How much safety stock does your business need?

You need to decide on how much safety stock to reap its benefits. Here are some formulas that you can use to calculate the amount of safety stock needed for a product: 

Average safety stock formula

This formula is great when you have just started and works for average scenarios. It is the difference between the maximum daily usage and average daily usage for a product.

I.e. Safety stock =  (Maximum amount of sales x Maximum lead time) – (Average amount of sales x Average lead time)

Let’s understand this with an example. Let’s say the maximum number of units sold in one day at your store is 100 and the longest it has taken the supplier to deliver the product is 15 days. On the other hand, the average number of units sold in a day is 60 and the average time it takes the supplier to deliver the inventory is  10 days. 

Then, the safety stock that your business would need would be: 

Safety stock = (100*15)-(60*10) = 900 units. 

Fixed buffer stock

You determine the fixed number of units you would want for each product depending on the sales chart from recent months. There is no fixed formula for having a fixed safety stock but you can calculate it this way: 

Fixed buffer stock:  Average/maximum daily usage * number of days 

For example, if the average daily usage of a product is 10 and you want a safety stock of 15 days. Then, the fixed safety stock = 10*15 – 140 units of the product.

This method of calculating safety stock does not take into account the demand or supplier lead time fluctuations.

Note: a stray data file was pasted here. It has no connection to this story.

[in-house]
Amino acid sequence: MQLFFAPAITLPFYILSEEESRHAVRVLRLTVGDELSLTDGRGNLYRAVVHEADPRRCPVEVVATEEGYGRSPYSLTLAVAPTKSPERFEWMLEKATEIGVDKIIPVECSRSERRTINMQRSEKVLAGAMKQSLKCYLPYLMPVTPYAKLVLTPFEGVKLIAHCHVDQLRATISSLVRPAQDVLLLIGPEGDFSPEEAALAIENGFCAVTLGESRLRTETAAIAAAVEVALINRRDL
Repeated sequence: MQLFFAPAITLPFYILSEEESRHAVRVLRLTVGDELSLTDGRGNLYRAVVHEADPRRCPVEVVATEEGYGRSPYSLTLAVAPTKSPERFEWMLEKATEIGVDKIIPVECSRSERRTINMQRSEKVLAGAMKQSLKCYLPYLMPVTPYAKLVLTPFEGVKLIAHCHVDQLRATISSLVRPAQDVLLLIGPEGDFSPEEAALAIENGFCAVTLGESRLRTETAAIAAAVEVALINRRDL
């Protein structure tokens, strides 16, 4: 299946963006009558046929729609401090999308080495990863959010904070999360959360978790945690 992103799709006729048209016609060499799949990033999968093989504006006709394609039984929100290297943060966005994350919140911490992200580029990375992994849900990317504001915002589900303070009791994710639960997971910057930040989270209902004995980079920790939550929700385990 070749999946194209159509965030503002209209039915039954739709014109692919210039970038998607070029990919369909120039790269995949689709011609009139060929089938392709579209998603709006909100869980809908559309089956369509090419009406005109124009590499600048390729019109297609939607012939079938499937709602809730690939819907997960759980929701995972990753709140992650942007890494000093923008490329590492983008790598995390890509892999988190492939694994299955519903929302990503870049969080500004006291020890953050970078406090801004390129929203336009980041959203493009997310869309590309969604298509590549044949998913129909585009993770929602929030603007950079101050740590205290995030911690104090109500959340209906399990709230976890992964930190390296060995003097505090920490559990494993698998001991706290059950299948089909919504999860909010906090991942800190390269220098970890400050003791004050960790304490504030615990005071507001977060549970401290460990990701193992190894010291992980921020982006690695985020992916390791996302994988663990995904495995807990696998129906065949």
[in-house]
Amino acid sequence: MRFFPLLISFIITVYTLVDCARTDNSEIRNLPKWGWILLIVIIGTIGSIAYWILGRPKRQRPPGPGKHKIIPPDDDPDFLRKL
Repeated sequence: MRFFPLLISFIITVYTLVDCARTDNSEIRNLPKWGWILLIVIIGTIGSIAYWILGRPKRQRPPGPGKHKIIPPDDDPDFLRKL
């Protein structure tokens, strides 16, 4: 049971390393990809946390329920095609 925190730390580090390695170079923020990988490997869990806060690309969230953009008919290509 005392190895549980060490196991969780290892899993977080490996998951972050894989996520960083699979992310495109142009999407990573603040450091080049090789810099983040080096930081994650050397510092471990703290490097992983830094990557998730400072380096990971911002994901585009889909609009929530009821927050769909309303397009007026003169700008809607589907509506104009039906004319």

Heizer and Render’s formula

This formula is best if there are significant variations in your supplier’s schedule. It does not take into account the changes in demand.  

The formula is: Buffer stock = Z score * standard deviation in lead time 

Here, the z score is the number of standard deviations above the means demand needed to prevent any stockouts. The standard deviation in lead time is the frequency by which your supplier’s average lead time differs from the actual lead time. 

Greaseley’s formula

This method takes into account both the fluctuations in demand of the product as well as suppliers’ lead time. Its formula is: 

Safety stock: Z score * standard deviation in lead time * average demand

5. EOQ (economic order quantity) formula

Economic order quantity (EOQ) is the optimal inventory you should have to minimize other inventory costs such as ordering, holding, and ordering costs. Its formula is: 

EOQ = square root of (2 x setup costs per order x demand rate)/holding costs

Let’s understand this with an example. For instance, if you sell 500 units of a specific product annually, the fixed cost to place an order is $2.5, and it costs you $2 to hold this inventory, then, 

EOQ = square root of (2*500*2.5)/2 = 35 units 

We have shared some formulas for calculating the buffer stock. Choose the one that best fits your business needs so that you can meet the demands of your customers without overstocking. Overstocking will increase your holding (storage) costs as well as the risk of product expiration, impacting cash flows negatively. 

To summarize, safety stock helps you manage customer demand and supply chain disruptions. If you have enough stock in buffer, you don’t have to rely on your suppliers for quick delivery or lose your customers by not giving them the product they require. It covers you until your next batch of inventory arrives. Make sure that you don’t estimate your buffer stock with just ideas but a definite formula. 

Do you also keep safety stock of all your products? Which formula or software do you use for calculating safety stock for your product? Do let us know in the comments section below.